Bringing Outside Artists to Light

They lived outside the arts world, but created works—now on view at Tufts—that are standing the test of time

stylized sculpture of a rhino

Provocatively posed and rendered in mud, Lady Liberty greets visitors near the entrance of Expressions Unbound: American Outsider Art from the Andrew and Linda Safran Collection, on display at the Tufts University Art Gallery through December 16. The earthen tones and curvaceous figure of Jimmy Lee Sudduth’s Statue of Liberty lend a cheerfully brazen sensuality not typically associated with the national monument.

Another image of the iconic statue in the show, created by U.S. Marine Corps veteran and artist Benjamin Perkins, is more traditionally festooned, complete with stars on a blue background and patriotic phrases draping the statue’s body in anthem-like visual rhythm.

“Both images prompt great questions about American iconography,” said Dina Deitsch, director and chief curator for Tufts University Art Galleries. “How do symbols of our country manifest and move throughout different parts of the country and through people’s visual imagination?”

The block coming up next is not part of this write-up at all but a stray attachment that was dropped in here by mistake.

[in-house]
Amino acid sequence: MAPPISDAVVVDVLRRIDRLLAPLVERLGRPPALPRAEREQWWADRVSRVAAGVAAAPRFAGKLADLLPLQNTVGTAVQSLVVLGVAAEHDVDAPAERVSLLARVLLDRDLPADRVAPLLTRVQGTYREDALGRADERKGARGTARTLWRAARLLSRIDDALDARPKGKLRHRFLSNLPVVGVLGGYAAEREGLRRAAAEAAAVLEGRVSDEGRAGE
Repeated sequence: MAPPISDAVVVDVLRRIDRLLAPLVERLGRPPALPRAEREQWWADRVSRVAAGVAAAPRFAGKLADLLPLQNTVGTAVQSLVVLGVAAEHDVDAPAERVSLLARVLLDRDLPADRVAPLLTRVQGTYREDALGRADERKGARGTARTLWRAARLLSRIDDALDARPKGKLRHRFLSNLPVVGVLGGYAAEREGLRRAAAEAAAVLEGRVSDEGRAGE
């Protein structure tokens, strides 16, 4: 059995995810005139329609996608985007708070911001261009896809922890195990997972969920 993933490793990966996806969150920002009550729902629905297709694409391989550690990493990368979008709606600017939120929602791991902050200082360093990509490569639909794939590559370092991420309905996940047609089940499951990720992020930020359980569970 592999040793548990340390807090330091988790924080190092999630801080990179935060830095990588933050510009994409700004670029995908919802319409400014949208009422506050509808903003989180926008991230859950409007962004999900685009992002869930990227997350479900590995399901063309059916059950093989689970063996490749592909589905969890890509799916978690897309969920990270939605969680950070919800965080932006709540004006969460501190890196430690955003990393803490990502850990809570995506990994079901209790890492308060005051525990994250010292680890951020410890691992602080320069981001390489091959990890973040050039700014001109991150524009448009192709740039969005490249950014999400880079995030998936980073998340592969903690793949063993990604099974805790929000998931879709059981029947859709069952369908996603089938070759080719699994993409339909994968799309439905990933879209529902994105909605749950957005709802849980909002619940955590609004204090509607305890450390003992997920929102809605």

Sudduth (1910-2007) lived in rural Alabama, where he worked as a farmhand. Entirely self-taught as an artist, he used mud, various grasses, berries, sugar, and molasses to create his works. “It was all there in the ground, every color of dirt and mud. I got twenty-three colors of dirt in my yard,” he told art historian William Arnett, as recounted in Arnett’s book Souls Grown Deep: African American Vernacular Art of the South.

Benjamin “B. F.” Perkins, “Statue of Liberty,” 1989, oil on canvas. “How do symbols of our country manifest and move throughout different parts of the country and through people’s visual imagination?” asks Dina Deitsch, director and chief curator for Tufts University Art Galleries. Photo: Steve BriggsBenjamin “B. F.” Perkins, “Statue of Liberty,” 1989, oil on canvas. “How do symbols of our country manifest and move throughout different parts of the country and through people’s visual imagination?” asks Dina Deitsch, director and chief curator for Tufts University Art Galleries. Photo: Steve Briggs
“Sudduth’s Statue of Liberty in mud can be construed however one sees it, which is what all great art does,” Deitsch said. “It inspires you to see things in multiple viewpoints.”

Born in 1904, Perkins had a career in the military and the government before becoming an ordained minister. He found his artistic calling in midlife after a divorce, when he moved from Virginia to his native Alabama and built his own church. While painting the structure red, white, and blue, he began adorning it with religious and patriotic images, and his work as an artist began.